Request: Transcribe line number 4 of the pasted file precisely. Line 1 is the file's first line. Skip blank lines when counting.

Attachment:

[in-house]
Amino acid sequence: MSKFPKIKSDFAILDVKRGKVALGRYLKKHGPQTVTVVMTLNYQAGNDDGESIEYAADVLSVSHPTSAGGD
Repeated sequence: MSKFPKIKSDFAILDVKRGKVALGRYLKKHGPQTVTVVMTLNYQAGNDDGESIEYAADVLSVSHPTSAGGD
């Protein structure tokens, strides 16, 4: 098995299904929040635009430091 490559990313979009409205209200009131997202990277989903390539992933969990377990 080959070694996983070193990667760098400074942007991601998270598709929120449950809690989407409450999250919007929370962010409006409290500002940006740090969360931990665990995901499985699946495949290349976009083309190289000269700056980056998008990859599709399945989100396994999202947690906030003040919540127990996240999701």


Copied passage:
């Protein structure tokens, strides 16, 4: 098995299904929040635009430091 490559990313979009409205209200009131997202990277989903390539992933969990377990 080959070694996983070193990667760098400074942007991601998270598709929120449950809690989407409450999250919007929370962010409006409290500002940006740090969360931990665990995901499985699946495949290349976009083309190289000269700056980056998008990859599709399945989100396994999202947690906030003040919540127990996240999701």